British leisure carrier Monarch Airlines ceased operations with immediate effect, leaving 110,000 customers stranded overseas and about 300,000 future bookings canceled.
“We’re sorry to announce that Monarch has suspended flights and holidays,” the airline said on Twitter.
Tough competition in the sector has been putting pressure on weaker European carriers and driving consolidation, with airberlin and Alitalia filing for insolvency earlier this year and seeking new investors for parts of their business.
The UK government today began an unprecedented repatriation effort to return 110,000 passengers affected by the failure of Monarch and has asked the CAA to coordinate flights back to the UK for all Monarch customers currently overseas.
Transport Secretary Chris Grayling commissioned the extraordinary operation to return passengers who would otherwise have been left stranded by a lack of capacity in the aviation market to deal with such a significant demand. The response means the government has agreed that passengers will not be charged for repatriation flights. Work is underway to recoup costs from the ATOL scheme and card providers.
The government is working closely with the Civil Aviation Authority (CAA) to build a temporary airline from scratch that would be one of the UK’s biggest carriers if operating permanently.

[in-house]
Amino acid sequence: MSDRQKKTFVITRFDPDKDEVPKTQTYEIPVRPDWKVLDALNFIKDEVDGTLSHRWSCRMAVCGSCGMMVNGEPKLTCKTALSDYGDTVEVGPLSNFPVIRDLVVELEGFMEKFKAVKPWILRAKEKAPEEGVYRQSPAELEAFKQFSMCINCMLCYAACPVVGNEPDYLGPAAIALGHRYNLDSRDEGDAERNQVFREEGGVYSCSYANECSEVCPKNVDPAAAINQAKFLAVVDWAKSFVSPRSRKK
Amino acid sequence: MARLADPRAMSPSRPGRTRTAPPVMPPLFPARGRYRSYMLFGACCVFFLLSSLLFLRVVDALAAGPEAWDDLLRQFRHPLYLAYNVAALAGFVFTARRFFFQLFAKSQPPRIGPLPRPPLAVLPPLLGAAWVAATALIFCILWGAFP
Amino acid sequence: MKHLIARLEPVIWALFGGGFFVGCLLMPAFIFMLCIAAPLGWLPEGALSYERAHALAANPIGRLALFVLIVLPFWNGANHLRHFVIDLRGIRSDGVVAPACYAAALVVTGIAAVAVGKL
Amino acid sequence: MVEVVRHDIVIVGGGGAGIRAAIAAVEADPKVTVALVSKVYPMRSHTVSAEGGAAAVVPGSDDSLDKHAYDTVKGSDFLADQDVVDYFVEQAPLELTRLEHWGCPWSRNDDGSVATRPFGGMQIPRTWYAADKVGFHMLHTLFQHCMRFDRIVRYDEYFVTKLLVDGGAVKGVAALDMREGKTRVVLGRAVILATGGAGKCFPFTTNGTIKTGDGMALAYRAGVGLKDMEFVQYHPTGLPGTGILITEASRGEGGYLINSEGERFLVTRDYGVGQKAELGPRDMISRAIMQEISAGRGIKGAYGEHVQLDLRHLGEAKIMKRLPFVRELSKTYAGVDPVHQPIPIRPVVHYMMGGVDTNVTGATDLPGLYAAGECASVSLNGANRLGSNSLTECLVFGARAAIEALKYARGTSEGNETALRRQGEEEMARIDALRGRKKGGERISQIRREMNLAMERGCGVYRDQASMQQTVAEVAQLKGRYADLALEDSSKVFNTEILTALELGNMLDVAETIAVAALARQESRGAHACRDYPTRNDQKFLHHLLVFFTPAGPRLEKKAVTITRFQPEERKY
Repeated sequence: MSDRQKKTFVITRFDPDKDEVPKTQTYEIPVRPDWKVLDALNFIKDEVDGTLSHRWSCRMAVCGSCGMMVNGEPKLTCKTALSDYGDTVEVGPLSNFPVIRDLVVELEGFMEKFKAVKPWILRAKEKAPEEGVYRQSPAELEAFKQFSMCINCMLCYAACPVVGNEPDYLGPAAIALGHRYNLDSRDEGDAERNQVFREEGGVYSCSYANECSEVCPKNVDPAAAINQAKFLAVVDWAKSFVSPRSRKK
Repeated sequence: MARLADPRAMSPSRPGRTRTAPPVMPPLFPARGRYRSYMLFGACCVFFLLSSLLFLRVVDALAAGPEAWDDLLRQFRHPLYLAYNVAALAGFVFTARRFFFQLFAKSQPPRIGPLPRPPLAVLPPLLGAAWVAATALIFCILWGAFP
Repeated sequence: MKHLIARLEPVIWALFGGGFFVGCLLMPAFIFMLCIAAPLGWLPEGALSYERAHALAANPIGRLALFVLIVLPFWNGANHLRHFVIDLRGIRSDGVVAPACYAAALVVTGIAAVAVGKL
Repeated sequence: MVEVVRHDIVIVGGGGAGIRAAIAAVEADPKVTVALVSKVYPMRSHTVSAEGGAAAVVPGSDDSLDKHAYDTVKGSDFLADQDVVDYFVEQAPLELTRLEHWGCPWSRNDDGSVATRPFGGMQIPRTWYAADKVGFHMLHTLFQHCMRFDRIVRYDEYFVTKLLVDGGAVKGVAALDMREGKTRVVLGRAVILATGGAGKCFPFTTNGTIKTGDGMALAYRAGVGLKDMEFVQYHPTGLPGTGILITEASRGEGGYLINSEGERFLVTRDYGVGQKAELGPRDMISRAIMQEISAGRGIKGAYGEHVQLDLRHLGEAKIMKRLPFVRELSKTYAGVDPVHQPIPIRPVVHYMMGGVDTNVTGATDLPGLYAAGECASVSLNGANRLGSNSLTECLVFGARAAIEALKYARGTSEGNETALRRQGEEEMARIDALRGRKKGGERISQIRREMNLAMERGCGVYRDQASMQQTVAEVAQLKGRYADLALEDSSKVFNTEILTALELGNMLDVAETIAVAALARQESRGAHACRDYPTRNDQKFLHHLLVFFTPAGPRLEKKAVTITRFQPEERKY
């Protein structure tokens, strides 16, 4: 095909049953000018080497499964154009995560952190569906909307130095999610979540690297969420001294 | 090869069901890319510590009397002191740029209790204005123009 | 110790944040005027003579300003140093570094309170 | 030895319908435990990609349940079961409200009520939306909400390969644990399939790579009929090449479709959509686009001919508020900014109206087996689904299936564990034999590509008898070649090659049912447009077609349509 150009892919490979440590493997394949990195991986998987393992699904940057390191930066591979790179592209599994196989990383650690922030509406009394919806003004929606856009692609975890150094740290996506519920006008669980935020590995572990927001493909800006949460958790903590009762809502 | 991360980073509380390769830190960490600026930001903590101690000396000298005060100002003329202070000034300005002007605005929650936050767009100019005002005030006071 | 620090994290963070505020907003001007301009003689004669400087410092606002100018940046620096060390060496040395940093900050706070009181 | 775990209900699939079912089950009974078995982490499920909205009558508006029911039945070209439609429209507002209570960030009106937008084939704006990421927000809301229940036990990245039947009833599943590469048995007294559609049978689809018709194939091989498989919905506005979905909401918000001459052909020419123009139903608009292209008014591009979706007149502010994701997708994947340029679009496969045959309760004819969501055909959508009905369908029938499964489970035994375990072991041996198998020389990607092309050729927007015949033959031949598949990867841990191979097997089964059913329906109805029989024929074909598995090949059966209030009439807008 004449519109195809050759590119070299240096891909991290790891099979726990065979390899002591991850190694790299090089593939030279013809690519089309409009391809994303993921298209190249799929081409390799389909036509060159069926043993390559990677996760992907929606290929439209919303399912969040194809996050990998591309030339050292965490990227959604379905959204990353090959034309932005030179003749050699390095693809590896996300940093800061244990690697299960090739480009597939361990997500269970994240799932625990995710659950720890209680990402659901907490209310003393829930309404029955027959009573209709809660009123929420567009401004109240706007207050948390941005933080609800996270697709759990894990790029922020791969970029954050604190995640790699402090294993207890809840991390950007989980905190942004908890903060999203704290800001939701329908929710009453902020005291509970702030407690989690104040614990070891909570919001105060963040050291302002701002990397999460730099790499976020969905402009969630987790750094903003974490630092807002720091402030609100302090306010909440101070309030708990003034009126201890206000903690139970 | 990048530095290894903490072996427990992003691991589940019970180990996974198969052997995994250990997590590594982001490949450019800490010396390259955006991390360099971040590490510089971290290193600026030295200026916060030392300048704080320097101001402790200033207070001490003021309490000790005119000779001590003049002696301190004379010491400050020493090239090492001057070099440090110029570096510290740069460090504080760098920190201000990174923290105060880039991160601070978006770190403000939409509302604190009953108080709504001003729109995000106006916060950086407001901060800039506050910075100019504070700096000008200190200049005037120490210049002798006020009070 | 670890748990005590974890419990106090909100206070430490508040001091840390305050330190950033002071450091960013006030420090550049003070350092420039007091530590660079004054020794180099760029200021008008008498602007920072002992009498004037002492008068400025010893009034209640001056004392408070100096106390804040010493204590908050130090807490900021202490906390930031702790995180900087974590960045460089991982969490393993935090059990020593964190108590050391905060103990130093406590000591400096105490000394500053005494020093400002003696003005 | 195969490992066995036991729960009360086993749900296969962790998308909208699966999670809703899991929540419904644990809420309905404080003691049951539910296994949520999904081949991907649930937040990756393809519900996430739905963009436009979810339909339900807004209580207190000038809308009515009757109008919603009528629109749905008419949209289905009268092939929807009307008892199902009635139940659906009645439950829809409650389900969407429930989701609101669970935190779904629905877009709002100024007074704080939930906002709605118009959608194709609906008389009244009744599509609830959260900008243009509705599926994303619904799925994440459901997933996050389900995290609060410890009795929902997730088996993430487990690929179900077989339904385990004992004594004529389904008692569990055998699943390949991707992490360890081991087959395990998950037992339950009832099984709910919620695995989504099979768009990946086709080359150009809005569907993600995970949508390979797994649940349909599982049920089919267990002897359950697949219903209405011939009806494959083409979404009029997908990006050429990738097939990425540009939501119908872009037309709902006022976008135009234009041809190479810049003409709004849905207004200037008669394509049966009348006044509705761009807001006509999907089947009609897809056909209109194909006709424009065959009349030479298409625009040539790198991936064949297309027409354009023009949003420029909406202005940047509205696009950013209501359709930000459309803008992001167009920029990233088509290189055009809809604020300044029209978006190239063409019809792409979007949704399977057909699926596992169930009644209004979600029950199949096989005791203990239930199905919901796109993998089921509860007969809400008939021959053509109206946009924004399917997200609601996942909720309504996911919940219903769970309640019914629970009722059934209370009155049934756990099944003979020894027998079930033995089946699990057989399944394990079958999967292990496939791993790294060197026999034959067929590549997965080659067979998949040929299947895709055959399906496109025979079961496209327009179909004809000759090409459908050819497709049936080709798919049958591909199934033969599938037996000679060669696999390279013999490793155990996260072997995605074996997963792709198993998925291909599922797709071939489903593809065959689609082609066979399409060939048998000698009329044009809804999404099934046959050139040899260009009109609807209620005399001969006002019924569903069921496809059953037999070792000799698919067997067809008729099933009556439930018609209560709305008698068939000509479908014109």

Chris Grayling, Transport Secretary, said: “This is a hugely distressing situation for British holidaymakers abroad, and my first priority is to help them get back to the UK. That is why I have immediately ordered the country’s biggest ever peacetime repatriation to fly about 110,000 passengers who could otherwise have been left stranded abroad.
“This is an unprecedented response to an unprecedented situation. Together with the CAA, we will work around the clock to ensure Monarch passengers get the support they need. Nobody should underestimate the size of the challenge, so I ask passengers to be patient and act on the advice given by the CAA”.
Administrators were appointed to Monarch Airlines and Monarch Travel Group on 2 October 2017.
The airline was due to receive in 2018 the first of its 45 new Boeing 737 MAX-8 aircraft. These would have eventually replaced the current fleet of Airbus A320 and A321 aircraft.